Work by an Afghan artist stuck in Iran has caused excitement in an unlikely place — rural South Australia.

Fereshteh Ahmadi’s husband, Mohammad Mohammadi, came to Australia from Afghanistan on a sponsored visa 14 years ago and now works at the JBS abattoir in Bordertown.

They met and married while Mr Mohammadi was visiting Iran two years ago, but they have not been able to be together since then because the Taliban will not release passports to refugees, such as Ahmadi, in Iran.

Mr Mohammadi recently asked her to send her some of her artwork to him in Australia, but he did not tell his wife why.

He was unsure about the reception the work would get, but when he showed it to Naomi Fallon, who runs the Walkway Gallery in Bordertown, she was blown away.

“When Mohammad first brought the work in, I think there was a moment of silence when I unrolled it, because I didn’t quite believe what I was seeing,” Ms Fallon said.

“It’s absolutely amazing work, so [we’re] very happy to support it.”

Mohammad Mohammadi with an artwork by the Ngarrindjeri artist Ellen Trevorrow.(Supplied: Sarah Cunningham)

‘Really proud of it’

Six of Ahmadi’s larger hyper-realistic pencil drawings are now on display at the Tatiara District Council’s civic centre in Bordertown, about 12,000 kilometres away from where she lives.

Ms Fallon says it is hard to fathom the adversity women face in Afghanistan and Iran.

“Just the bravery she has – and her parents’ support and Mohammad’s support – in actually sourcing some private drawing and painting lessons so she can continue doing this thing that she absolutely loves is amazing, I think,” Ms Fallon said.

“It’s quite easy for us to support her by hanging artwork on the wall and it’s just such a lovely gesture that our community are really embracing it — our community are loving it.”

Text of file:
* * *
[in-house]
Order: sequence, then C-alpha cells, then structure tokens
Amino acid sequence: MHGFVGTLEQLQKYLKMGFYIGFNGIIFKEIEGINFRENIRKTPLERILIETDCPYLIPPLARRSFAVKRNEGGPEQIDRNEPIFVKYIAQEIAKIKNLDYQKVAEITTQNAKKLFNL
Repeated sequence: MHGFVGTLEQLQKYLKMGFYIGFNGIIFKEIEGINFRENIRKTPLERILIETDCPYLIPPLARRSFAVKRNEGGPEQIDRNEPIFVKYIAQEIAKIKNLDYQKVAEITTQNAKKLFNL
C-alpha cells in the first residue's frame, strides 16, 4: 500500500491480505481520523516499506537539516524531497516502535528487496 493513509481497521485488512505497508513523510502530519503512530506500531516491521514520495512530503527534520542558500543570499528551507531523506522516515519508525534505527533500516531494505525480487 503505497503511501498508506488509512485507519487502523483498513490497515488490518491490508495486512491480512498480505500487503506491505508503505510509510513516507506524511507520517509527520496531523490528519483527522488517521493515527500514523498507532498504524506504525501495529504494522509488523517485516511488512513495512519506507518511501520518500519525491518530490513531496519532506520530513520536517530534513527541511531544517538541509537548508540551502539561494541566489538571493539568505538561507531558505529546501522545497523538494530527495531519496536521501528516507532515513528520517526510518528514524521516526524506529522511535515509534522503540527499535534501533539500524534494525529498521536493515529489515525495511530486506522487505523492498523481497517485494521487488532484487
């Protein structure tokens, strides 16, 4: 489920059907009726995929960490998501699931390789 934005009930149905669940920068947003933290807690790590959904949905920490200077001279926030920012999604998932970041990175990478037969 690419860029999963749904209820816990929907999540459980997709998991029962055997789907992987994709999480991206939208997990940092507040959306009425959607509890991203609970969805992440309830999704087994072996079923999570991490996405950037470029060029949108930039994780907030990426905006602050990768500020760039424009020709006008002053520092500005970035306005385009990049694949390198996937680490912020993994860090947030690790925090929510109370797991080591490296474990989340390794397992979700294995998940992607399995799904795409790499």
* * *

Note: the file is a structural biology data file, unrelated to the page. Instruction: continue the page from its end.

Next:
Mr Mohammadi said he was “really happy” about the reception his wife’s art has received in Bordertown.

“I’m really proud of it and I want to get her around the world and achieving,” he said.

In a note on display next to her artwork, Ahmadi says she is glad to have her work on show.

“I didn’t know he would find a place to exhibit them for me,” the note reads.

“I am very happy about it because some of the drawings can be seen in your town.”

Ahmadi’s artwork has received a positive reception in Bordertown.(Supplied: Sarah Cunningham)

Commissions rolling in

People in Bordertown have been asking for Ahmadi to do drawings of them and their family members.

“We know a lot of people would like their loved ones and special pictures drawn or painted by her, so we’re just trying to facilitate that relationship as well,” Ms Fallon said.

“Her hearing that hopefully gives her a bit of a spring in her step, that her work is great and very well supported.”

Money from the sales of the artwork will go towards the purchase of art supplies for Ahmadi in Iran.

The works will be on display until April 20.

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